Friday, November 15, 2013

AiIP: Amazon Strikes Back

In what I can only assume* is in response to my boycott of Amazon in favor of pursuing sales through indie bookstores and other avenues, the sales giant and new face of publishing announced that indie bookstores can now sell Kindles and get a 10% cut of ebook sales.

Booksellers responded, in internet parlance, LOL.

And who can blame them? Even if at first blush it seems like something designed to partner up with brick-and-mortars, as a few booksellers point out in there: Amazon has never really done anything to help anyone but Amazon. This certainly fits that- 10% of the five bucks or so most ebooks cost isn't paying anyone's bills, and after two years even that goes away. To be fair, it is at least similar to the model that Kobo uses (I love Chuck from Village Books being super blunt in there). But in the end, the customer ends up at Amazon- or, like many people I have talked to- turned off to the bookstore for throwing in with Amazon.

That same Village Books blog has an excellent post about why it's better to link to a brick and mortar store (who probably sell online and can ship anywhere) than to Amazon (hint: Amazon doesn't care), but that hardly solves the ebook problem.

Which leads to the problem within the problem, namely that Amazon isn't even reinventing the wheel- they're just copying the already-flawed wheel. It's square, it's clunky and it doesn't work. Because if someone is buying an ebook, they're not going to go to a bookstore for it, are they? The overall model of bookselling needs to change in order for this to work.

The first dang thing that needs to happen is every copy of a physical book needs to come with a digital option, one way or another. Be it a code in the hardcopy, or something, just... make this happen. Please.

Secondly, there needs to be a way for those brick and mortar stores to sell directly, not through Amazon or even Kobo. Some indie version of the Nook (how it relates to a chain of bookstores, not how crappy and irrelevant it is). But those titles need to be available for download off that stores website, where that store gets a much larger cut than 10%.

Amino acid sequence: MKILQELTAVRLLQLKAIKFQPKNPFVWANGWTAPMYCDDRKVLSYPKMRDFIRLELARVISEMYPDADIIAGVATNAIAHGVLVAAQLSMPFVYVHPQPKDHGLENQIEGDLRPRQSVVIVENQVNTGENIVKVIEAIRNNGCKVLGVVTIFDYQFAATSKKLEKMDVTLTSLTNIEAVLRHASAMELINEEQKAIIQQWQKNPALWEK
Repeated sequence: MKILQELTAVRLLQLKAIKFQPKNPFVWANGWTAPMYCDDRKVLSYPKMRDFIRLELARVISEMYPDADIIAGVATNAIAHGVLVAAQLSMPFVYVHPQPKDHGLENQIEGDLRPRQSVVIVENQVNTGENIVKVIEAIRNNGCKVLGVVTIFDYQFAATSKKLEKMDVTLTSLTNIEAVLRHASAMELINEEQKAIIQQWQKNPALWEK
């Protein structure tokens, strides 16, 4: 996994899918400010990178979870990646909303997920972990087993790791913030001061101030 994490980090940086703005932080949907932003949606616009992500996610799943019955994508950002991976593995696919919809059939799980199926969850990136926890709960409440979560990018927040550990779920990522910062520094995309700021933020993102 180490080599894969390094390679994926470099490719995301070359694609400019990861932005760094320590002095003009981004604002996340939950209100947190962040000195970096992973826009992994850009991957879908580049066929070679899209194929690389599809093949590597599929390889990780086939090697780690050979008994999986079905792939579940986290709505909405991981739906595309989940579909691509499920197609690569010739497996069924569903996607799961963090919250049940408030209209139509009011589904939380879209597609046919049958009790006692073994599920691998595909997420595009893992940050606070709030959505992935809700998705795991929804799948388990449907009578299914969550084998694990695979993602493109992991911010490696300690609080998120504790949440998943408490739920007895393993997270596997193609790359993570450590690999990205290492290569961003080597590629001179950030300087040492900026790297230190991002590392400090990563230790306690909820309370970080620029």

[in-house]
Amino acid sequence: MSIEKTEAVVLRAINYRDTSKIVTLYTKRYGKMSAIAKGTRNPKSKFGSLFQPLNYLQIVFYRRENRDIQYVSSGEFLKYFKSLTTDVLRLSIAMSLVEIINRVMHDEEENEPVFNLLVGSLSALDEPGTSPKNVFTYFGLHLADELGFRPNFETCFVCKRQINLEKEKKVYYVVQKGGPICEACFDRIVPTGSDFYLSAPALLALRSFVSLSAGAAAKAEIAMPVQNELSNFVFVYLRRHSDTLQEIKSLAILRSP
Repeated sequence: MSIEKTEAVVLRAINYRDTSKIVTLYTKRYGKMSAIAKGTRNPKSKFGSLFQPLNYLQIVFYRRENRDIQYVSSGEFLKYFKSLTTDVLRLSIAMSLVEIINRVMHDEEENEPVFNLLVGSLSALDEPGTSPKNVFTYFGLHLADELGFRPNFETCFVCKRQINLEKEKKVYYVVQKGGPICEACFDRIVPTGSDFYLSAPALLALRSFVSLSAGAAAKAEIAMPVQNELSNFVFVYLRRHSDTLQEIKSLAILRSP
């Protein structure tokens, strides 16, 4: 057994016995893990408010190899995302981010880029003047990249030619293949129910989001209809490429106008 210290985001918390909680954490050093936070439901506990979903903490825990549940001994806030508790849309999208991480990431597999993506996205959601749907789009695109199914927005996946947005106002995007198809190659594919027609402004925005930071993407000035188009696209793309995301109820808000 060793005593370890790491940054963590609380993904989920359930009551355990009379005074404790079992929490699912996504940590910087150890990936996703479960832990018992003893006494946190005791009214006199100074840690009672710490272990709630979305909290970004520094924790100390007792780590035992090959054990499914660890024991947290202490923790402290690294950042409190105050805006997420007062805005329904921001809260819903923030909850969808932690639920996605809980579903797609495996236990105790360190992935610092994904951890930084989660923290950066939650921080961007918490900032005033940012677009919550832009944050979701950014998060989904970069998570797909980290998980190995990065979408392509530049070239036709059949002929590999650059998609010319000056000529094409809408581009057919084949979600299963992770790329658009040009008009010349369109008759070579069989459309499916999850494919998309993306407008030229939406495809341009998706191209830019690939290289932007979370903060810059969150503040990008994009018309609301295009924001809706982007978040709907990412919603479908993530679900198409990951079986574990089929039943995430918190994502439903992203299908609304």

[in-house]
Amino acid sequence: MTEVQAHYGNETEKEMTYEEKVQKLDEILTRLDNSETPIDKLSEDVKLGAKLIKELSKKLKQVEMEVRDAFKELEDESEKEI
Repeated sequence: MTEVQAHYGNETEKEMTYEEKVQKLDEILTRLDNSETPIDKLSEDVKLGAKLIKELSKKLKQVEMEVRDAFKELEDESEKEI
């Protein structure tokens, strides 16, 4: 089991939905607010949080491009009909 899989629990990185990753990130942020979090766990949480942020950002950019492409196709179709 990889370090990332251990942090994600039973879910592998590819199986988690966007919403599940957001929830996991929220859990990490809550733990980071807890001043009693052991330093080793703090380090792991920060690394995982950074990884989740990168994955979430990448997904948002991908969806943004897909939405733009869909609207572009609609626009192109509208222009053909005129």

And finally, the Mexican standoff of Amazon vs indie bookstores vs indie publishers needs to stop. Amazon is satiated by the above steps, but it still leaves indie publishers without a way to get their books into book stores. A lot of this is because printing costs can be prohibitive, but I would like to see indie bookstores be more inviting. If nothing else, by selling ebooks on their sites, but even better to have a process in place for purchasing books from indie authors.

I have harped on quality from day one, and I think this would help, since an author who has gone through the process of getting a book to print vs just uploading one to Amazon is likely better and more careful. With more and more authors going the indie route, it only makes sense for bookstores to include them.

I hope you're enjoying this little sojourn with me- I know it's a bit of a deviation from what this space usually is, but I feel this is important and want to highlight it. In any case, I have but one more piece on the subject for next month, along with some (hopefully) exciting announcements, which will put a bow on this whole thing. When I first talked to The G about this, and what it would contain, he suggested the 'Adventures in Indie Publishing' title. It's an adventure, for sure, and I hope you enjoy reading about it.


*this assumption is incorrect.